Amended South Texas University Bill Passes Senate

State Sen. Juan "Chuy" Hinojosa, D-McAllen, talks to a colleague on the Senate floor after being the only Democrat to vote yes on HB1 the state budget, which passed the Senate, 20-11 on May 28, 2011.
State Sen. Juan "Chuy" Hinojosa, D-McAllen, talks to a colleague on the Senate floor after being the only Democrat to vote yes on HB1 the state budget, which passed the Senate, 20-11 on May 28, 2011.

The Texas Senate on Thursday unanimously passed a controversial committee substitute to House Bill 1000, which creates a new university and medical school in the Rio Grande Valley.

“It’s a historic moment,” said Sen. Eddie Lucio, Jr., D-Brownsville.

The bill merges the University of Texas at Brownsville and the University of Texas-Pan American to create a new university and, if it passes with two-thirds support of the Legislature, allows that institution access to a source of revenue known as the Permanent University Fund, which only certain schools can tap.

As originally filed, the bill left decisions regarding the location of the medical school, which would be a component of the new university, to an advisory panel assembled by the University of Texas System. In the Senate Higher Education Committee, state Sen. Juan "Chuy" Hinojosa, D-McAllen, tweaked the language so that the bill would establish that the first two years of students' medical education are to be conducted primarily in Hidalgo County and the second two years primarily in Cameron County.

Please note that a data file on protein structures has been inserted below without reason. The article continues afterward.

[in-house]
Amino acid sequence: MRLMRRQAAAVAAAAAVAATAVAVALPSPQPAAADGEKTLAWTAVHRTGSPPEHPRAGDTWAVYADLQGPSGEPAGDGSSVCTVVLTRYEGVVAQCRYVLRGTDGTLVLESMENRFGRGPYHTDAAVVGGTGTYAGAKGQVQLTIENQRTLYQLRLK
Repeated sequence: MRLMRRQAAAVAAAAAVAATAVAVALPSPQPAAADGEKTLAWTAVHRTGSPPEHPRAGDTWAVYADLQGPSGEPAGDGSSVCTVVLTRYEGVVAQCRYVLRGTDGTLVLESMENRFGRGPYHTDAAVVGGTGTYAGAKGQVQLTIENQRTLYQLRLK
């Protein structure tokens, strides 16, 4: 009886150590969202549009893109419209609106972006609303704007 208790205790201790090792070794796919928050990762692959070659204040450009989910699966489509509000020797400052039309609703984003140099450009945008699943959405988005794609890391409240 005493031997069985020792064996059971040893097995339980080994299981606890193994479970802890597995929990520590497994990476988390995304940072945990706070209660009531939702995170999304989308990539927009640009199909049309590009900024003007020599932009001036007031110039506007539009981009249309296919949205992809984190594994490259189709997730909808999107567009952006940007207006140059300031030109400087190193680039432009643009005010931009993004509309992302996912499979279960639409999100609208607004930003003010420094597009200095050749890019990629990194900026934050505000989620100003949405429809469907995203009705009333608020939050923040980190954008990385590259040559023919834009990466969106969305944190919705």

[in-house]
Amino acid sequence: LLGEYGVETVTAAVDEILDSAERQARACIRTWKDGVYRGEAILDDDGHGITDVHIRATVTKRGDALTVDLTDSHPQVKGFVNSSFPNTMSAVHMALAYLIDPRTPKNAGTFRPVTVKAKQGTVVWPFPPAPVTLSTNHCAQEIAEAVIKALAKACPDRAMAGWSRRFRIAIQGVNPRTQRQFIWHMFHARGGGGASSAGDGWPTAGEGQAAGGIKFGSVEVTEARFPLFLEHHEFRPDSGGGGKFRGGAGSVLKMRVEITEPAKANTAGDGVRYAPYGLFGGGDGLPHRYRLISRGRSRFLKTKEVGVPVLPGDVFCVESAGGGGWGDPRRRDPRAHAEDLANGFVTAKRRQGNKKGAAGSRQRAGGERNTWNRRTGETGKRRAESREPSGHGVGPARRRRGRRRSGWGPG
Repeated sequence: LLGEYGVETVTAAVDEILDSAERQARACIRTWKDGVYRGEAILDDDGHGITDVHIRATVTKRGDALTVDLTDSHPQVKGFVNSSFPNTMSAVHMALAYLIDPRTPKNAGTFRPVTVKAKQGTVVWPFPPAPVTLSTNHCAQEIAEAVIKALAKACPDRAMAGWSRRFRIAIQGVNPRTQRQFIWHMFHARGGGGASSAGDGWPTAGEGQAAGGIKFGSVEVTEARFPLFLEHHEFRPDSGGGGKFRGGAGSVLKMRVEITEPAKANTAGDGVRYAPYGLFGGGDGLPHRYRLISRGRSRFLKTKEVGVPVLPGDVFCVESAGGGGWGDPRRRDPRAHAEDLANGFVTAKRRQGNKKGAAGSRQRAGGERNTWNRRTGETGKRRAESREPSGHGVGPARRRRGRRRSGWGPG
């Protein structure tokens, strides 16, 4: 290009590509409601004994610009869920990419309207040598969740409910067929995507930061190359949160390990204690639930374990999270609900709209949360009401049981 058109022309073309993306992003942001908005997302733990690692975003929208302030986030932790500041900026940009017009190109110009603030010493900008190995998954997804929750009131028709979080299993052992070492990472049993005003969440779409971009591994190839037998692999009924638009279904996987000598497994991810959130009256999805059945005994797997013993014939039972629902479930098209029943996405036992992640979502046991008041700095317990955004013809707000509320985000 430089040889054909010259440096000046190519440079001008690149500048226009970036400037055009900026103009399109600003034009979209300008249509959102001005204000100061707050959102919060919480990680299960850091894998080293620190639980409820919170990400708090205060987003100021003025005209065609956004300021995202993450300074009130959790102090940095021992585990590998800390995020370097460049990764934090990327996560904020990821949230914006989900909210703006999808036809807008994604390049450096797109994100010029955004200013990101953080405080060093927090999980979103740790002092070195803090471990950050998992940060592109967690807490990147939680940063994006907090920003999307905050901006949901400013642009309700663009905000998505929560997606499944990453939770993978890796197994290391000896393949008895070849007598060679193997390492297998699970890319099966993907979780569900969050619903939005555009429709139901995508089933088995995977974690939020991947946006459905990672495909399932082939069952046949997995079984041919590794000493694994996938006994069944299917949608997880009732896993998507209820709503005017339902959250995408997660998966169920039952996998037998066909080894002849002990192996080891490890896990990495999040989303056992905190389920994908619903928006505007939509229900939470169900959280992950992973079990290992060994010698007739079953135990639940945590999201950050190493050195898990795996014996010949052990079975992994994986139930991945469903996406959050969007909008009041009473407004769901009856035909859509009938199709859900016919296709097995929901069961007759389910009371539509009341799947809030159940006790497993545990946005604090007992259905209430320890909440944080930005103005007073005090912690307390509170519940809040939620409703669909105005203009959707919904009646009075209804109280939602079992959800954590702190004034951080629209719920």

A bill similar to the House's original version, Senate Bill 24, which does not include Hinojosa's changes, is scheduled to be considered by the House on Friday. Before HB 1000 can be sent to the governor, the House would have to accept the Senate committee's substitute or conference with the Senate to reach a final agreement.

Supporters of the amendments say that they have been working to build a medical school in the region for more than a decade, and that they would prefer a bill that provides concrete details about the facilities rather than a further period of study. Critics argue that the change does not allow the UT System enough flexibility to create the best possible medical school, and that it's a last-second change after the initial language was already approved in both legislative chambers.

 

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